The 10 techiest cars of 2014 drive, park, and even smell better than you do (yep)

The 10 techiest cars of 2014 drive, park, and even smell better than you do (yep)

One car offers interior scent control, and you'll also see dual displays, digital instrument clusters, and better connectivity (for a fee).

Packed with radars, sensors, cameras, and more, the techiest cars of 2014 aren't quite ready to drive themselves, but they are ready to compensate for their drivers' all-too-human failings, whether it's straying from the lane or sucking at parallel parking. They also boast the latest in human-to-car interfaces, including multiple screens, touchpads, joysticks, and even writing input.

Connectivity is the third big trend in high-tech cars: Who offers it, for how much, and with which apps. And yes, there is a car that smells great--take a whiff of the Mercedes-Benz S550, below. (What you won't see are the latest all-electric and hybrid cars, which merit a list all their own.)

As car tech hurtles toward a self-driving future, the line between the human's duties and the car's is increasingly foggy. If 2014's techiest cars say anything, it's that your vehicle's skills may soon matter more than your own.

1. Infiniti Q50

The Infiniti Q50 tops our list with an industry first: Direct Adaptive Steering (or DAS), also known as drive-by-wire, because it controls steering using an all-electronic method (although there is a backup mechanical system). DAS in turn enables two safety features--active lane control and predictive forward collision warning--that make it one of the closest things you'll find to an autonomous vehicle.

Active lane control monitors lane markings with a forward-facing camera and adjusts the steering angle accordingly. Predictive forward collision warning alerts you if the car ahead of you is slowing down or stopping--and it can also watch the car ahead of that one.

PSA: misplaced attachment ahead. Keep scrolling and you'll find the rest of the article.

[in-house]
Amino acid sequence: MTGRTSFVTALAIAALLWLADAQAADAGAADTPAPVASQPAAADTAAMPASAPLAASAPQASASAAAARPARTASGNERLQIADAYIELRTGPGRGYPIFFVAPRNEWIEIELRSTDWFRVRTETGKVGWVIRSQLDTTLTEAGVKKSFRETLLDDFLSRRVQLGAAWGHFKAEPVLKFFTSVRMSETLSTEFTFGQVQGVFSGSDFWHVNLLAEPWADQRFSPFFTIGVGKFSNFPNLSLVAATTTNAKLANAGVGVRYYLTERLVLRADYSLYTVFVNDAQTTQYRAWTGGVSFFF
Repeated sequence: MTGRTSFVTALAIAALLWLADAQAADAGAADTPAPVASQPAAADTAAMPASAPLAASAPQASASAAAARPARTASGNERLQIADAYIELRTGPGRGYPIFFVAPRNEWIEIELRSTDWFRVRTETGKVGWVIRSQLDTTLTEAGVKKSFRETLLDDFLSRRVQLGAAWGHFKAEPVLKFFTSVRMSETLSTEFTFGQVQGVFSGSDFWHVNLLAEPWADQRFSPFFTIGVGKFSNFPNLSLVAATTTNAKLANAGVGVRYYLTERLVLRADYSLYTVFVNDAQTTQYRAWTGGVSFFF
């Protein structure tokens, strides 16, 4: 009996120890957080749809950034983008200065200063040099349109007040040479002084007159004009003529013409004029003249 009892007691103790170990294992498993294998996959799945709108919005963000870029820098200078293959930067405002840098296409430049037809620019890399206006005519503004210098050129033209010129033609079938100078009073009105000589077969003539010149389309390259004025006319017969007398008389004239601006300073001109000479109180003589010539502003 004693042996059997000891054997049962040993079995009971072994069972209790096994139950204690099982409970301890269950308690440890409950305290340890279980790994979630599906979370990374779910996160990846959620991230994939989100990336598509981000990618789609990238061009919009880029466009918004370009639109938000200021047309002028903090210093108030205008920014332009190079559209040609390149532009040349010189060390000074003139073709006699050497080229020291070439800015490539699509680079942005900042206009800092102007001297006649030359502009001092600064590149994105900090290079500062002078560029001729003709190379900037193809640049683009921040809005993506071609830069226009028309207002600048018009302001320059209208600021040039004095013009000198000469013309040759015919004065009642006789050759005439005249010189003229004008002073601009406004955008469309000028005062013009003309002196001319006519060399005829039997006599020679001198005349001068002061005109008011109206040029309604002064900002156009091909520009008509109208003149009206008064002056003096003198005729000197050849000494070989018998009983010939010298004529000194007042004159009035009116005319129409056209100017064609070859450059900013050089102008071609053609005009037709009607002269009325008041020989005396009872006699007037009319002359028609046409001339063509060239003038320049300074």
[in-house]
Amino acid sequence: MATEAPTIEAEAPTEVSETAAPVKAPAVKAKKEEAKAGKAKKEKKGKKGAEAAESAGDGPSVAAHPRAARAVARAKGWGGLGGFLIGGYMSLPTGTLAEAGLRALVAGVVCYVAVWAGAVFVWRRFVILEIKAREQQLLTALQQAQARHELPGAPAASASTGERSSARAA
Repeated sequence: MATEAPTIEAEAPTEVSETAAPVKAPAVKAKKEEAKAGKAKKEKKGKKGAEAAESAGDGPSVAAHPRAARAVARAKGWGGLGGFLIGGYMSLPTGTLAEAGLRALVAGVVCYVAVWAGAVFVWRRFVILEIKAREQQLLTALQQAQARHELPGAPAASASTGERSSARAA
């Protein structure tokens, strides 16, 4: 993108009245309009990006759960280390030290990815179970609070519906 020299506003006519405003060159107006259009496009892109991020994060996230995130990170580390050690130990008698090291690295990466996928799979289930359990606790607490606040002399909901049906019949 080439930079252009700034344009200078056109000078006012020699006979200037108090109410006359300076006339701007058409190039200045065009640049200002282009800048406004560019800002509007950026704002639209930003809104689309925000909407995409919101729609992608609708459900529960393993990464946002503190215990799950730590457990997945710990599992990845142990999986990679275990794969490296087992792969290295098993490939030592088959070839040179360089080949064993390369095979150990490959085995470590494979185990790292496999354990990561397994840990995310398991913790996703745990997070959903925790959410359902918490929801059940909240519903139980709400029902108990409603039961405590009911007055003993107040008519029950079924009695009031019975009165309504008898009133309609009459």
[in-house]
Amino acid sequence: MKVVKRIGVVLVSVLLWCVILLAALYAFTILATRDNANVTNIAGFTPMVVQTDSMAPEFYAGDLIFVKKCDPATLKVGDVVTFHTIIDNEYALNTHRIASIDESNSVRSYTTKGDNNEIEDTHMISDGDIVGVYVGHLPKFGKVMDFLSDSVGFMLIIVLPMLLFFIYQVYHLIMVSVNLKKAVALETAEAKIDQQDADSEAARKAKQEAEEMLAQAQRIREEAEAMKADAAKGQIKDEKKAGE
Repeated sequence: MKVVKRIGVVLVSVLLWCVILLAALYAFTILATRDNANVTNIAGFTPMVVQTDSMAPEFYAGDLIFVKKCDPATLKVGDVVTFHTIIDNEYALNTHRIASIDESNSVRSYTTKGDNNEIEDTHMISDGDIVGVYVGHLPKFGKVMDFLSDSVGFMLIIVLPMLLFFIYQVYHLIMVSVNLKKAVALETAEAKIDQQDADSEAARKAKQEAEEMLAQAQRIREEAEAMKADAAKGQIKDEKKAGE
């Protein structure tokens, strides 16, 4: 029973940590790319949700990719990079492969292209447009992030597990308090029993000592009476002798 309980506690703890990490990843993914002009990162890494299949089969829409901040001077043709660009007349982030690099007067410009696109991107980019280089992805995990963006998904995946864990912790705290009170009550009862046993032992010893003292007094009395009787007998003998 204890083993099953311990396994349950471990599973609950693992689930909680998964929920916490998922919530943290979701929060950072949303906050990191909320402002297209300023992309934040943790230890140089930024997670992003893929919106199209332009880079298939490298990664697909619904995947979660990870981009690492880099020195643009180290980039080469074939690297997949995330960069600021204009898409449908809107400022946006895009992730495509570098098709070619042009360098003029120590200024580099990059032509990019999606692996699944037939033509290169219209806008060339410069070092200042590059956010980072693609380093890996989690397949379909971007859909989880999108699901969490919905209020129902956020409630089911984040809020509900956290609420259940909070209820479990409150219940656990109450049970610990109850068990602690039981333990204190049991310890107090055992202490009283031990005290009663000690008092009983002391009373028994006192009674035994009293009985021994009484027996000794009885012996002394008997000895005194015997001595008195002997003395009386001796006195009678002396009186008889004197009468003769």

Infiniti's InTouch infotainment system in the Q50 comprises two center-console touchscreens and serves up vehicle apps such as email, driving performance, and a stylized compass, as well as InTouch navigation and a digital concierge service.

2. Lexus IS 350 F Sport

The IS 350 F Sport is the techiest of all IS models. Let's start with the fun parts. The Drive Mode Select dial on the center console lets you toggle effortlessly between a sensible Eco driving mode, and a performance-oriented Sport mode. For a bit more race-car flavor, the IS 350 F Sport also has a moveable instrument-cluster dial that's inspired by the Lexus LFA supercar.

You control the main display not with your finger or buttons, but with Remote Touch, a joystick that looks like a soft, leather pad and is impressively responsive. Two minor issues: You'll have to take your eyes off the road to ensure that you're landing on the right place on screen, and pressing the joystick to select something can feel awkward.

Lexus throws in real-time weather and traffic data (delivered via HD radio) for free, but its subscription-based Lexus Enform infotainment suite is a worthy addition, with a handful of apps, live navigation assistance, and a 24-hour concierge service. It's free for the first year and $264.90 per year thereafter.

3. Acura RLX

The Acura RLX has little luxuries, like illuminated door handles and self-retracting side mirrors. It has sophisticated safety features, like the Lane Keeping Assist System we tested, which works at highways speeds to keep the car centered. And finally it has AcuraLink, a subscription-based telematics system with a remote-control app for the car.